Memmius stood for the consulship at the same time that Glaucia was a candidate for that office. As it appeared that Memmius would be elected, he was murdered. At this, both Saturninus and Glaucia were declared public enemies. They took refuge in the capitol, and barricaded it. The aristocrats laid siege to them; Marius interceded, and they surrendered to him. They were confined in an apartment of the Senate house to be held for trial. The aristocrats tore off the roof, and pelted them to death with stones and tiles.
It will be remembered that in the tribunate of Caius Gracchus -- B. C. 123 -- the corruption of justice by the senators had made it necessary to deprive them of the right to sit on juries, and that this privilege was bestowed upon the knights. Yet within about thirty years the same evil bad grown to such a height among the knights as to call loudly for a reform. Accordingly, in B. C. 91 Marcus Divius Drusus, a tribune, brought forward a proposal to reform the law courts, and thereby incurred the deadly enmity of the whole Equestrian order. With this he proposed both new land laws and new corn laws, which increased the hatred of the senatorial order toward the populace. These laws were passed, but the Senate declared them null and void. Drusus had also entered into negotiations with the Italians to secure for them Roman citizenship. He was denounced in the Senate house as a traitor, and on his way home was assassinated.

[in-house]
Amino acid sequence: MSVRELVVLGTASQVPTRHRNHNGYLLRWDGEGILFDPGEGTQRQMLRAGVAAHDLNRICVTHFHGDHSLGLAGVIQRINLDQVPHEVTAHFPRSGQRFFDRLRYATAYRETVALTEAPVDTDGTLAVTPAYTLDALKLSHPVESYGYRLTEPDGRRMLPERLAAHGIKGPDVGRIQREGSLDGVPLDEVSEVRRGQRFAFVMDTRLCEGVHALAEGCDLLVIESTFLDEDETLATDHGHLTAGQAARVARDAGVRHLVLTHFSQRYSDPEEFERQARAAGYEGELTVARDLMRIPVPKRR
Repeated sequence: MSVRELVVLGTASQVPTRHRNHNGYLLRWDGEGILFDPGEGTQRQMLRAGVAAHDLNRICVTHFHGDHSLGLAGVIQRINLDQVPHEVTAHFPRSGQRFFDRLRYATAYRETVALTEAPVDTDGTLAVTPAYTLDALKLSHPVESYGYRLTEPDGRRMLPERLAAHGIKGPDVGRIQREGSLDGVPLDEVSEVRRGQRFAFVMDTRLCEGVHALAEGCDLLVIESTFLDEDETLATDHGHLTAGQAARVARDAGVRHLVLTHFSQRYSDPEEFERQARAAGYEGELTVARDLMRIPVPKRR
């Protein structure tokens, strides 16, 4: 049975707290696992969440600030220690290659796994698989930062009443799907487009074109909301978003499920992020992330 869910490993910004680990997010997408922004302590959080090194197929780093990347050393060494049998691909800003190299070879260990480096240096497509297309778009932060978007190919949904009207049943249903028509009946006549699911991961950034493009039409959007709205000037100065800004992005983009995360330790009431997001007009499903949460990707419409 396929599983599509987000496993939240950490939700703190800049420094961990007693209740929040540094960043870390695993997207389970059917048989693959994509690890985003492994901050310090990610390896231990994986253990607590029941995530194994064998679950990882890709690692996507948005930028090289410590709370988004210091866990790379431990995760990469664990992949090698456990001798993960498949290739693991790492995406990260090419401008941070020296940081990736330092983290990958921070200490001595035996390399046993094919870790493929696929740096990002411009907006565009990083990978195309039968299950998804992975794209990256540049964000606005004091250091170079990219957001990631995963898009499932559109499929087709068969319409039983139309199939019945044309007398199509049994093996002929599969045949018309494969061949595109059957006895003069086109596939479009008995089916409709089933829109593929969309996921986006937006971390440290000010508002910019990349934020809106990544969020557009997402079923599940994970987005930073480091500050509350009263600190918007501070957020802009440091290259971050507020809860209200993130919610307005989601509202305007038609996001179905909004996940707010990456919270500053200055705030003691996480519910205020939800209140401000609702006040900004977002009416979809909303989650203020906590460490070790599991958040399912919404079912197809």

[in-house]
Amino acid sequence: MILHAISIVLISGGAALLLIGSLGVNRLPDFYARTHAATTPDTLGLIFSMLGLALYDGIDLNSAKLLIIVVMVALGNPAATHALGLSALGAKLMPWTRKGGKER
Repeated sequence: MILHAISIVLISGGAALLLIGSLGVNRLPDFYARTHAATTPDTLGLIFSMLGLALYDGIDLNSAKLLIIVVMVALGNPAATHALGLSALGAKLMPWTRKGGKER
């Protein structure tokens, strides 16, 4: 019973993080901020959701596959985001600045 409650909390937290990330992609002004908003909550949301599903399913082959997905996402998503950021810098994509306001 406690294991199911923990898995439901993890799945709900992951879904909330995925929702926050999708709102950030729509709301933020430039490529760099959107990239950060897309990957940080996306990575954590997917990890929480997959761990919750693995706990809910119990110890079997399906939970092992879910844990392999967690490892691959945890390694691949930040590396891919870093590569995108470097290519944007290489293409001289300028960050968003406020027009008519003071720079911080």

The Italians seeing their last hope was gone, rose in rebellion, and set about to form a new State of their own to be called Italia. They had long borne an equal share in the burdens of the State; they had helped to subdue Jugurtha, and had borne an important part in the defeat of the barbarian host. They were now determined that if they were to bear an equal share in the burdens of the State, they would have a voice, too, in the affairs of the State; and if they could not have it in the Roman State, they would have it in one of their own. Rome was determined not to allow this if she could avoid it. But in the war which followed, the first campaigns were disastrous to the Roman arms, and although some successes were afterwards gained, they were not decisive; she soon found her treasury empty, and found disaffection springing up in districts that had not revolted. Drusus had been murdered in 91; the war for the franchise immediately followed, and Rome's dangers and distresses became so threatening that in the latter part of the year 90, a law was passed granting th the franchise to all the Italian communities which should within sixty days hand in their names to the praetor in Rome; and a third law was passed shortly afterward empowering the Roman magistrates in the field to bestow the franchise upon all who would receive it. In this way the forces of the insurgents were so weakened that the war was soon closed.